Notebook in hand, I leaned close to hear the soft-spoken words of a humble 84-year-old scientist. Winning the Nobel Prize in chemistry in the twilight of his life hadn’t gone to Charles Pedersen’s head.
“What I did, I did well,” he told me after UD President Brother Raymond Fitz, S.M., presented him with an honorary master’s degree in a living room full of family and friends in Salem, N.J., in 1989. “I worked in a peculiar way and things worked out. If you have an abnormal way of doing things, you do have an advantage because you’re not imitating anybody else. If you have innovation, then you’re relatively safe.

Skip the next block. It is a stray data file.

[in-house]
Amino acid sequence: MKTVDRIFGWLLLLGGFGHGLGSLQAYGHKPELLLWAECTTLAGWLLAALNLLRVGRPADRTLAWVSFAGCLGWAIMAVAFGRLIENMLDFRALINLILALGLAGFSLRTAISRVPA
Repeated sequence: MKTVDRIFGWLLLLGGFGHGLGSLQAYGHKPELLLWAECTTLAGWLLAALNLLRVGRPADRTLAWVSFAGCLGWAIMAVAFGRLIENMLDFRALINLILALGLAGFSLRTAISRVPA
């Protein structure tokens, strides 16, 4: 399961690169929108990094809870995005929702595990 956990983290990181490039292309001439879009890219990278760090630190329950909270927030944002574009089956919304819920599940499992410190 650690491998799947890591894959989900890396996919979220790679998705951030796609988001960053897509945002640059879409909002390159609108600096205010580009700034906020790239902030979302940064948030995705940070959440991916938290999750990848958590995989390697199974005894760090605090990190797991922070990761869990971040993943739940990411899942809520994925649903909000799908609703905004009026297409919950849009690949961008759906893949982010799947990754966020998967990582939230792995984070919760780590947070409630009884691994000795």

“But it doesn’t mean you necessarily have anything good,” he quipped.
Pedersen ’26 is part of the 2012 inaugural class who will be inducted into the School of Engineering’s Hall of Fame at a campus gala Friday, part of a celebration of the school’s 100th anniversary. Also honored will be John McHale ’78, Charles Wilke ’40, Emerson Climate Technologies and The Kettering Family Philanthropies.
Pedersen shared the Nobel Prize for discovering crown ethers during a long career at DuPont. Today, crown ethers are being used in everyday applications from isolating and removing extremely small yet harmful concentrations of mercury in drinking water to helping identify potassium in blood samples to aid in early diagnosis heart disease.
Pedersen, who died eight months after the living room gathering, turned down an honorary doctorate from his alma mater. When I asked him how he wanted history to remember him, he said, “The only honest thing I can say is as a man who knew what he could do.”